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To: Teflonic

Think of it this way. If the janitor wasn’t into child porn, the “Geek Squad” people would still have been rummaging through his personal files. Are you okay with that?


3 posted on 01/17/2008 6:08:33 PM PST by bshomoic
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To: bshomoic
did they break into his house or did he turn over his computer to them in order for them to perform a service? and in the performing of that service, they found this stuff.

this is in now way an illegal search.

"here, take my stuff and fix it, but don't look at it!"

silly.

7 posted on 01/17/2008 6:12:10 PM PST by thefactor
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To: bshomoic; TheZMan

The expectation of privacy ends where? The man was no longer in possession of his data, in essence, he handed it to someone else.


9 posted on 01/17/2008 6:12:29 PM PST by SouthTexas
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To: bshomoic

A car mechanic finds a stash of child porn pics in the trunk of a car as he replaces a burnt out tail light. By your standard he shouldn’t report it?


16 posted on 01/17/2008 6:17:55 PM PST by csvset
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To: bshomoic

Not really but the Geek Squad is never going to have a chance to go through my personal files because I am my own geek squad.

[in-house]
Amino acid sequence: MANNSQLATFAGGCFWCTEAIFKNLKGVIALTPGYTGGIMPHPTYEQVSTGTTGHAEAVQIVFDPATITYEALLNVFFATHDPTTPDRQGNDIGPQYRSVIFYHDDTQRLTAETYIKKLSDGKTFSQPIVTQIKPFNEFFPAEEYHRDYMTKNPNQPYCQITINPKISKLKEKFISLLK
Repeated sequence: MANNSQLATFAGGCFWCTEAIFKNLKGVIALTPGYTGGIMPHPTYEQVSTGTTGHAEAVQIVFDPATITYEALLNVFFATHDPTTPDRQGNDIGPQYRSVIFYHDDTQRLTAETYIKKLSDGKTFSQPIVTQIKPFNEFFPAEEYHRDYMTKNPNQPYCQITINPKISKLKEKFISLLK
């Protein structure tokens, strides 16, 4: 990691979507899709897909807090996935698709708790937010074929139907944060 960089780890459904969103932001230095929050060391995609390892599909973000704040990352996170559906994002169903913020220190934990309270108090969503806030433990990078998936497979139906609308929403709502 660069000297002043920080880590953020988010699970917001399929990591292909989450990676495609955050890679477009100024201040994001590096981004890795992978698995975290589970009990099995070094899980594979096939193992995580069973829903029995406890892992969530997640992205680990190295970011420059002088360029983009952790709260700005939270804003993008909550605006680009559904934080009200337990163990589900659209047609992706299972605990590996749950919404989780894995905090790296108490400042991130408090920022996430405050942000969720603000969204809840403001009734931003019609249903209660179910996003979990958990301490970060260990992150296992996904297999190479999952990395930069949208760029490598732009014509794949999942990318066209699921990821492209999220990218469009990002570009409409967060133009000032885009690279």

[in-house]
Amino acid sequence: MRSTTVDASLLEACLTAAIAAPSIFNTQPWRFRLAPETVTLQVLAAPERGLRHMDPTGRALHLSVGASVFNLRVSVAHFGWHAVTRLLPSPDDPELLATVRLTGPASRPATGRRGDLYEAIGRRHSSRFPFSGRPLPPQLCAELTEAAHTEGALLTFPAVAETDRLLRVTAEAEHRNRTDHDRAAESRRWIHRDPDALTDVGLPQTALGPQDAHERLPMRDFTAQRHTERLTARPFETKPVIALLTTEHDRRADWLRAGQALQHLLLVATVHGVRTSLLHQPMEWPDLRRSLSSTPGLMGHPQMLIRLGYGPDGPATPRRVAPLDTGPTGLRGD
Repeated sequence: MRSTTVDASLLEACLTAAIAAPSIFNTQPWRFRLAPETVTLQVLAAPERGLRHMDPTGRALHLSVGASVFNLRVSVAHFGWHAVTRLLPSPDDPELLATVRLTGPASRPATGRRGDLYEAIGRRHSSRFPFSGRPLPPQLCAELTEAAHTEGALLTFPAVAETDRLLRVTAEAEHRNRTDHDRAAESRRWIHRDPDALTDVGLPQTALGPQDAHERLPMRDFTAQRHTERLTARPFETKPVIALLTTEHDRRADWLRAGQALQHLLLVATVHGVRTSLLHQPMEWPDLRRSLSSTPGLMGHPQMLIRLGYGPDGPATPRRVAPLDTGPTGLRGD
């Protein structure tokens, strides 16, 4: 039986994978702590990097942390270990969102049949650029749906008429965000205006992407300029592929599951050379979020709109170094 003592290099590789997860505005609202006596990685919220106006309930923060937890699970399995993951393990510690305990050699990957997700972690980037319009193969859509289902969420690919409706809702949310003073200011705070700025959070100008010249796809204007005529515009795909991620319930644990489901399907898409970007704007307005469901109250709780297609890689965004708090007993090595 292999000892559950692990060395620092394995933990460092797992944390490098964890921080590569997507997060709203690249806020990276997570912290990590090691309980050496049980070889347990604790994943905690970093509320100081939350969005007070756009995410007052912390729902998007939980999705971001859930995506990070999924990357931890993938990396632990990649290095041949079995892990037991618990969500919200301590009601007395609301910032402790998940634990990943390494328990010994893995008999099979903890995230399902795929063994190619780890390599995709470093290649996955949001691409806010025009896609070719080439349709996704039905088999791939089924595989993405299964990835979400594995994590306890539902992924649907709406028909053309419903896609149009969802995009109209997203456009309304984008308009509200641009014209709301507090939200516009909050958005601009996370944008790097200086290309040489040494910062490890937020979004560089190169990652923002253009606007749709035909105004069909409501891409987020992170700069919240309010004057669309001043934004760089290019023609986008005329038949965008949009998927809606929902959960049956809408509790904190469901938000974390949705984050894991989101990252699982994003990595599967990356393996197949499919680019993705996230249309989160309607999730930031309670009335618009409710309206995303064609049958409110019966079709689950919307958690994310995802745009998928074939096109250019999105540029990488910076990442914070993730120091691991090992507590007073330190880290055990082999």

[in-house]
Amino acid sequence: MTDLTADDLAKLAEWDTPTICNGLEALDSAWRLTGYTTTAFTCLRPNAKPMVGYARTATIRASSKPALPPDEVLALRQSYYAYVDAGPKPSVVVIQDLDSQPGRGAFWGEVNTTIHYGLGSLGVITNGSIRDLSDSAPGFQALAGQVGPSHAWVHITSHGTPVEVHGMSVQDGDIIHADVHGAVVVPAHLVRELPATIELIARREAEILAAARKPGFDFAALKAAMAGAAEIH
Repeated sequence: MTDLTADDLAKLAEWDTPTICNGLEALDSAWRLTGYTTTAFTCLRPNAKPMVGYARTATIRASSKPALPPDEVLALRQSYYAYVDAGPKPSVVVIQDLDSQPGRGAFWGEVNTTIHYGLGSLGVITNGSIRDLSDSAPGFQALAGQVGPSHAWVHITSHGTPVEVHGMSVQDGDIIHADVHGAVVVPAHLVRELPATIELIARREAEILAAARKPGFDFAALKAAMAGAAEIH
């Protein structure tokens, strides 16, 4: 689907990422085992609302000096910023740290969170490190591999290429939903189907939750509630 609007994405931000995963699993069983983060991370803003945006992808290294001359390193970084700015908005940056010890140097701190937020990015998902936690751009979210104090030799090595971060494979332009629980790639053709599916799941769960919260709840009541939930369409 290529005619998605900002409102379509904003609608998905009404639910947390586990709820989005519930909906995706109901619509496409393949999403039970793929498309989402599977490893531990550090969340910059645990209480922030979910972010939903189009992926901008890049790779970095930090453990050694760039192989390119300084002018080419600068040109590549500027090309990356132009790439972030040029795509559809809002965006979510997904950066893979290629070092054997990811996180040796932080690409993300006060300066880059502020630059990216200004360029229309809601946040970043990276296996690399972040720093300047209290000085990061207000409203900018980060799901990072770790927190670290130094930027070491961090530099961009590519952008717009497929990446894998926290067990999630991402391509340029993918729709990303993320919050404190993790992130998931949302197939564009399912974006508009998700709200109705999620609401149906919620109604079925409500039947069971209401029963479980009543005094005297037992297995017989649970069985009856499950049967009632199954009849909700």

69 posted on 01/17/2008 7:15:57 PM PST by pepperhead (Kennedy's float, Mary Jo's don't!)
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To: bshomoic; TheZMan

If the PC were sent in to have Office installed, I’d agree with you, but the task at hand was data recovery, so it would seem reasonable to look at at least a representative sample to see if it was in fact getting recovered. If they stumbled on evidence of illegal activity in the process of doing an otherwise reasonable inspection, I don’t think it wrong that they should turn it over to the cops.


100 posted on 01/17/2008 8:54:42 PM PST by Still Thinking (Quis custodiet ipsos custodes?)
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To: bshomoic

First, the Constitution is an agreement between the government and the governed. The Constitution is not a code of conduct between private citizens. This is not a Constitutional issue.

Second, when you give your files, computer or otherwise to someone else, you should assume that you have no privacy interest in those files, unless you have a specific non-disclosure agreement with that party. Why do you think there is so much litigation and so many rules governing your medical records.

Finally, the devastating damage that is done to your privacy every day by insurance and credit companies makes this pale in comparison. If the government continues to make inroads into governing health care, then we will have a Constitutional Issue.


142 posted on 01/19/2008 4:29:24 AM PST by Steamburg (Your wallet speaks the only language most politicians understand.)
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